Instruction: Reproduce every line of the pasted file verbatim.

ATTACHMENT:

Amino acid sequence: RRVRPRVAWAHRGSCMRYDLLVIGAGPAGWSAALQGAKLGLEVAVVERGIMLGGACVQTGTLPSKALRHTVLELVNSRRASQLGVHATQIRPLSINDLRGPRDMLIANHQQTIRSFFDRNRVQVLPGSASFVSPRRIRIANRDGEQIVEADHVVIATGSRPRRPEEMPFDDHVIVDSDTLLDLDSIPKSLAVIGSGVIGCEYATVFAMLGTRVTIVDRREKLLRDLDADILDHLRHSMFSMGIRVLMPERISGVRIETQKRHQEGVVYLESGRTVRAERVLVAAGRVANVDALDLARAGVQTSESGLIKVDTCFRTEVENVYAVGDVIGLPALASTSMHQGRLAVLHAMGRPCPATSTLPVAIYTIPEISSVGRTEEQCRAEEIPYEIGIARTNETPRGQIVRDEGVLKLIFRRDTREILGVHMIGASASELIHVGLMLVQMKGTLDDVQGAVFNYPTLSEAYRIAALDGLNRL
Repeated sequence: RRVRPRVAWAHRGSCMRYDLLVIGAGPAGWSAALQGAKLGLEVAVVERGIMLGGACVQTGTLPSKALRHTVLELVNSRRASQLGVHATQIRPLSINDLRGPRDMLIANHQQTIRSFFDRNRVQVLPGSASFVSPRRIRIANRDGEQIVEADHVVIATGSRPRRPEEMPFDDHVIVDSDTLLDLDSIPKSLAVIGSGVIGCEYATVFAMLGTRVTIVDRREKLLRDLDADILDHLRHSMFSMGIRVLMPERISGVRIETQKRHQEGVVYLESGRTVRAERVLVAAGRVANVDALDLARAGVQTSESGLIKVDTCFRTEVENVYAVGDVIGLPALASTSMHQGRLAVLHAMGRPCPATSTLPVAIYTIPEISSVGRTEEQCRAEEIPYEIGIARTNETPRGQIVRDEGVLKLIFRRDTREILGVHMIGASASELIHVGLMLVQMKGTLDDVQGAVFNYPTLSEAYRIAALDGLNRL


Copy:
Amino acid sequence: RRVRPRVAWAHRGSCMRYDLLVIGAGPAGWSAALQGAKLGLEVAVVERGIMLGGACVQTGTLPSKALRHTVLELVNSRRASQLGVHATQIRPLSINDLRGPRDMLIANHQQTIRSFFDRNRVQVLPGSASFVSPRRIRIANRDGEQIVEADHVVIATGSRPRRPEEMPFDDHVIVDSDTLLDLDSIPKSLAVIGSGVIGCEYATVFAMLGTRVTIVDRREKLLRDLDADILDHLRHSMFSMGIRVLMPERISGVRIETQKRHQEGVVYLESGRTVRAERVLVAAGRVANVDALDLARAGVQTSESGLIKVDTCFRTEVENVYAVGDVIGLPALASTSMHQGRLAVLHAMGRPCPATSTLPVAIYTIPEISSVGRTEEQCRAEEIPYEIGIARTNETPRGQIVRDEGVLKLIFRRDTREILGVHMIGASASELIHVGLMLVQMKGTLDDVQGAVFNYPTLSEAYRIAALDGLNRL
Repeated sequence: RRVRPRVAWAHRGSCMRYDLLVIGAGPAGWSAALQGAKLGLEVAVVERGIMLGGACVQTGTLPSKALRHTVLELVNSRRASQLGVHATQIRPLSINDLRGPRDMLIANHQQTIRSFFDRNRVQVLPGSASFVSPRRIRIANRDGEQIVEADHVVIATGSRPRRPEEMPFDDHVIVDSDTLLDLDSIPKSLAVIGSGVIGCEYATVFAMLGTRVTIVDRREKLLRDLDADILDHLRHSMFSMGIRVLMPERISGVRIETQKRHQEGVVYLESGRTVRAERVLVAAGRVANVDALDLARAGVQTSESGLIKVDTCFRTEVENVYAVGDVIGLPALASTSMHQGRLAVLHAMGRPCPATSTLPVAIYTIPEISSVGRTEEQCRAEEIPYEIGIARTNETPRGQIVRDEGVLKLIFRRDTREILGVHMIGASASELIHVGLMLVQMKGTLDDVQGAVFNYPTLSEAYRIAALDGLNRL